Table 1 Number of hyper- and hypomethylated probes is IDH mutant cancers.

Once we determined, which hyper- and hypomethylated probes are common across six IDH1/2 mutant tumor types, we sought to determine the distribution of common hyper- and hypomethylated probes across the genome and elucidate what is the ratio of hyper- and hypomethylation in different regions of the genome. For this we plotted the probes across the genome and we calculated the ratio of common hyper-and hypomethylated probes per all probes in each chromosomal region. There was no difference among chromosomes when all probes were plotted (Fig. 3a). However in addition to the expected hypermethylation, we also observed a surprisingly high ratio of hypomethylation across the genome (Fig. 3a and Supp. Fig. 2) suggesting that IDH1/2 mutation induced methylation changes are not limited to a hypermethylator phenotype and that certain regions and probes remain unmethylated in IDH mutant tumors.

Figure 3
figure 3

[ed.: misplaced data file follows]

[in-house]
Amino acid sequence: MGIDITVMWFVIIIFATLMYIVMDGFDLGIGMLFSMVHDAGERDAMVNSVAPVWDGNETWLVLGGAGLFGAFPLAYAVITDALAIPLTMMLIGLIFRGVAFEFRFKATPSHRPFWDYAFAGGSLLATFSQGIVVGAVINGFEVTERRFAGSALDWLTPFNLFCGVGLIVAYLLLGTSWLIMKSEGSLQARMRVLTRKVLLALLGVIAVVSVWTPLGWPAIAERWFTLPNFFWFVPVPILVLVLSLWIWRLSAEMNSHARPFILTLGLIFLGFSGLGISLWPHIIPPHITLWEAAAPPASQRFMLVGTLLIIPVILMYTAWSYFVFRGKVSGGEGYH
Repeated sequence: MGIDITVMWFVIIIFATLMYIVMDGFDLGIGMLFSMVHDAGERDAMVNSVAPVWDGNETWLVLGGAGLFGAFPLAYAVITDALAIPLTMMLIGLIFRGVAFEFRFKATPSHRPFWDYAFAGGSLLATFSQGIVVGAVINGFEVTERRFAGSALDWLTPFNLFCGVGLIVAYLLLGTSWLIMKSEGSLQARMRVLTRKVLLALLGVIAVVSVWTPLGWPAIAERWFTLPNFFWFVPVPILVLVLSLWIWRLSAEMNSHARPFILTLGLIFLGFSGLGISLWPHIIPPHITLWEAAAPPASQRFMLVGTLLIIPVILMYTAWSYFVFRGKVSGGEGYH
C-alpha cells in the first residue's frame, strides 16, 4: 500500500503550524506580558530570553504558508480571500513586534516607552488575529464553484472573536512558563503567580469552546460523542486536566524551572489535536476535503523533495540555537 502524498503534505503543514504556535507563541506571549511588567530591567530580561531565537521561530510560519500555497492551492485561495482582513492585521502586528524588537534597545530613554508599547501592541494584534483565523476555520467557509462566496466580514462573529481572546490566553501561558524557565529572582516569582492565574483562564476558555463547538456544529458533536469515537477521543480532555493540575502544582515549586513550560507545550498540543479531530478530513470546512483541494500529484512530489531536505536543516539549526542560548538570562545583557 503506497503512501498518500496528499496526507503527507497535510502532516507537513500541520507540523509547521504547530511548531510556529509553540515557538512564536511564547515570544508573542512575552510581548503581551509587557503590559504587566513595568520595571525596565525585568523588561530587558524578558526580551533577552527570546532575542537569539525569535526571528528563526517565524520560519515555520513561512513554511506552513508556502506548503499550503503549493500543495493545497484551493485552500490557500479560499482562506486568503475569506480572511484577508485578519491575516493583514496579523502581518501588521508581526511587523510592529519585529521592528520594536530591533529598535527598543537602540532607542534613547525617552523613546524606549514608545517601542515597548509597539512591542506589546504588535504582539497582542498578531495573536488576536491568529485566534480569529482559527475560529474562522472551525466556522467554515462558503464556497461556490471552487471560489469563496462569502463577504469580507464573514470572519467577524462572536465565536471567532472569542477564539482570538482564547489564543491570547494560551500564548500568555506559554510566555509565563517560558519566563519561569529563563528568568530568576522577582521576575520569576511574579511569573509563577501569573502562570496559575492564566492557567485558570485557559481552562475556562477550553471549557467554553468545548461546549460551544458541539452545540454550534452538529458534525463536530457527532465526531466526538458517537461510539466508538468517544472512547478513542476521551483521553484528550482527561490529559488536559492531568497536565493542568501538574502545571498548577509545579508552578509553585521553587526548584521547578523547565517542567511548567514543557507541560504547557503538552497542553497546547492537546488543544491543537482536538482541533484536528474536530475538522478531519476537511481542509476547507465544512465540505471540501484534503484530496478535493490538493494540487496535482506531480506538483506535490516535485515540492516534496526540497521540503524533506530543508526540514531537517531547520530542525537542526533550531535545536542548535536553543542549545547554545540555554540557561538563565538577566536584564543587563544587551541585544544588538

Genome wide distribution of common hyper- and hypomethylated probes. y axis scale ranges between 1.9 and 5.1 (a) Distribution of all common hyper- and hypomethylated probes across the genome (from Fig. 2b,c and Table 1). There was no significant difference when all hyper- and hypomethylated probes are plotted together. (b) Common hyper- (above the chromosomes) and hypo- (below the chromosomes) methylated probes in promoters (Prom, blue), Enhancers (Enh, green), and gene bodies (Body, red) are distributed across the human genome. For hypermethylated probes, the values range from +1.9 to +7 and for hypomethylated probes the range is between −1.9 and −7. Promoters show high density of hypomethylated probes, while gene bodies and enhancers show high density of hypermethylated probes across the human genome. Notably, enhancers show low density of hypomethylated probes. (c) The ratio of common hypomethylated promoter probes was significantly higher than common gene body and enhancers probes. In contrary, the ratio of common hypermethylated gene body probes is significantly higher than both enhancer and promoter probes. The ratio of common hypermethylated enhancer probes was also significantly higher than promoters. (paired t-test). (d) Closer look at selected chromosomes shows that specific regions in the human genome corresponding to the dark bands are largely devoid of hyper- and hypomethylated probes corresponding to gene body, enhancer and promoter (arrows).